Yes, And…

We didn’t ask for this. One day, we woke up the same way we always did, and that night we were walking back to our hotel room from the hospital in a strange city after my son had his first seizure.

That was six years ago.

For many of those years, I fought what was happening. I didn’t want it, and I thought if I resisted it that it would go away. I looked at what was happening, and I led with “no.”

That “no” manifested as resentment and anger. I wasn’t angry at my son. I was angry at epilepsy. I was angry at seizures. I was angry at the medication and the side effects. I was angry at the universe for doing this to my little boy. The seizures, the meds, the side effects. The impact on his future.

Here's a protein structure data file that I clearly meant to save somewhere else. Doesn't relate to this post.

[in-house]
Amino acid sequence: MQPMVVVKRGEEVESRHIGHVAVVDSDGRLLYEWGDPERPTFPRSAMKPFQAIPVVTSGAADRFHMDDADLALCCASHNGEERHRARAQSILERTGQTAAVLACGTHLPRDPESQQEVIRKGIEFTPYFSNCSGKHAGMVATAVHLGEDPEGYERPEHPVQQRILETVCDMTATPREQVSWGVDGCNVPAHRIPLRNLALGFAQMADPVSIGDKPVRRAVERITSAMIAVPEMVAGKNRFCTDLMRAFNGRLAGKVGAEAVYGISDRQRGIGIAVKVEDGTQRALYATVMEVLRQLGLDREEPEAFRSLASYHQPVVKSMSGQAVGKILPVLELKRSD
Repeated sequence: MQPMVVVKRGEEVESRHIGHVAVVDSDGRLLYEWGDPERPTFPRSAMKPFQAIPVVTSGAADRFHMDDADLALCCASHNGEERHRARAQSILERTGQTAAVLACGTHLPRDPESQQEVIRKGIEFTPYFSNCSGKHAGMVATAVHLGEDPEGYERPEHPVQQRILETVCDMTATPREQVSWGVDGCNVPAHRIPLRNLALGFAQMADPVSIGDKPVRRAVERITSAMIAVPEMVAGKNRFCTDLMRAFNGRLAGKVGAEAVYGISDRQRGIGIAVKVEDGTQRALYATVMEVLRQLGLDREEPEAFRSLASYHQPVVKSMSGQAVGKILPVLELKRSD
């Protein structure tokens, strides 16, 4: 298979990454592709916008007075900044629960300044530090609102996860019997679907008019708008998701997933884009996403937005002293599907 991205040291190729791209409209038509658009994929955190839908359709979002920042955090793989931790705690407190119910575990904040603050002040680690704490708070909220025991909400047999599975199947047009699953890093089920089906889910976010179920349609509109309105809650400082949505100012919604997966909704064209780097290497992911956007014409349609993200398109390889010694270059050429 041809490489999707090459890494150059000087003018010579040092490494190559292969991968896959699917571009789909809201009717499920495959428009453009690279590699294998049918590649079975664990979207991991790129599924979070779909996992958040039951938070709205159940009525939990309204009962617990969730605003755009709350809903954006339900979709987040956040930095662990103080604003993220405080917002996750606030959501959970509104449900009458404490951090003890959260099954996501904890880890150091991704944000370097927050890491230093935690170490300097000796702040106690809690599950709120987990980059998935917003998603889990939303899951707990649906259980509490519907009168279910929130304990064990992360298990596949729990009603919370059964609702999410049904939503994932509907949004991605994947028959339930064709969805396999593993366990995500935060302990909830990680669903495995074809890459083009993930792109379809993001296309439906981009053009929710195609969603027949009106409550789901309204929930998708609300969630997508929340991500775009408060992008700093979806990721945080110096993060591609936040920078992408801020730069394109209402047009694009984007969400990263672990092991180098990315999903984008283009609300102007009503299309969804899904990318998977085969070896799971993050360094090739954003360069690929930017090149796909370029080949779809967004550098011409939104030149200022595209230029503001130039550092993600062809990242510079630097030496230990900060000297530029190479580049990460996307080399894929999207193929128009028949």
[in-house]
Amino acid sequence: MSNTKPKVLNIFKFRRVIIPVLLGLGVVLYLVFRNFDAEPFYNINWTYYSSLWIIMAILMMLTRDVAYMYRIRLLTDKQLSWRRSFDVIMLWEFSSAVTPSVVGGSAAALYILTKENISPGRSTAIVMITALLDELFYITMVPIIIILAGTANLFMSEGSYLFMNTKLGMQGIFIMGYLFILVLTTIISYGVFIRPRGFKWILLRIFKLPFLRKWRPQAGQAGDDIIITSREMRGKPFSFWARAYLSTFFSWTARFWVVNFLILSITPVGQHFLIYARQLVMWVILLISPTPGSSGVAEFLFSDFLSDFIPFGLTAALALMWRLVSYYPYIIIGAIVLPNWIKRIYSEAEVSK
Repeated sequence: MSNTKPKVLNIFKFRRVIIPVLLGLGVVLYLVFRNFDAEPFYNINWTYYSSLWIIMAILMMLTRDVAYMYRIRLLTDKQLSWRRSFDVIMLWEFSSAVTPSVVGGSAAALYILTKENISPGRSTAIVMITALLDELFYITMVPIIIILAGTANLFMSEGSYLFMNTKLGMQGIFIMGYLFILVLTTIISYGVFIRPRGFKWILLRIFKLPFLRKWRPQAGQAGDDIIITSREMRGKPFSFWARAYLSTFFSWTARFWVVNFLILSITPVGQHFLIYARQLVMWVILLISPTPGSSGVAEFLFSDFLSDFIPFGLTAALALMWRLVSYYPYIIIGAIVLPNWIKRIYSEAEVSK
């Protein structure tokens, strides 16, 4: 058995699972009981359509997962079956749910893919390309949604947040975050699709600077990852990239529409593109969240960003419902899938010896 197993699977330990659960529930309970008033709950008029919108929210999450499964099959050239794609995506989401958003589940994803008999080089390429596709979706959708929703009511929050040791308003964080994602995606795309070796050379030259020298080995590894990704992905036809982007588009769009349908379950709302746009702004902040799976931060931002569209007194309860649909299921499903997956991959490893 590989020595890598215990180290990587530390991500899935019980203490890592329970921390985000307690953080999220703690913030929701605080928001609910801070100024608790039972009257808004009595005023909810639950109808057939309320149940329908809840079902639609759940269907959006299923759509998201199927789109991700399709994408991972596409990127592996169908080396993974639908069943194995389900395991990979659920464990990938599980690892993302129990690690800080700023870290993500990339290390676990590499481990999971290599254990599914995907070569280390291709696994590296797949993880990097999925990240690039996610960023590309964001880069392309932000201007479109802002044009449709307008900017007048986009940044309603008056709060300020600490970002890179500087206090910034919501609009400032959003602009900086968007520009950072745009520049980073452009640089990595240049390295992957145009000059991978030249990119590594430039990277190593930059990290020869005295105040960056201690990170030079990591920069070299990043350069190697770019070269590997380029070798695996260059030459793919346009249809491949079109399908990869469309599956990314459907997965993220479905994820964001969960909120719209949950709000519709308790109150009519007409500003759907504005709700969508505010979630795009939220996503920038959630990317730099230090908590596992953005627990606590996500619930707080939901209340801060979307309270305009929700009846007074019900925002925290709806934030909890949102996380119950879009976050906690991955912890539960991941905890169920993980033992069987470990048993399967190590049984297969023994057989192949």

Even though I wasn’t angry at my son, based on the way I was acting, to him, it probably felt like I was. I worried that he was internalizing what I was projecting. For years, he walked around saying, “I’m sorry” every time I corrected him or asked him to do something.

I tried to change how I was showing up for him. Instead of fighting what was happening with a “no,” I moved on to a “yes, but…” I admitted that epilepsy was happening, but made excuses so that I wouldn’t have to give in to that reality fully. “Yes, this is happening, but someday it won’t.”

The “but” in “yes, but…” wasn’t about giving up hope. It was about a lack of acceptance. There was still that resistance that got worse as things with my son got better. Instead of a bump in the road, every setback, every new symptom, every increase in seizures felt like falling off a cliff.

That falling, too, surfaced as frustration and resentment. I had little tolerance when things weren’t right. I would snap when the smallest thing went wrong. I thought that I could correct our way out of this if I could get everything perfect. I kept trying to control and change the situation into something that it was never going to be.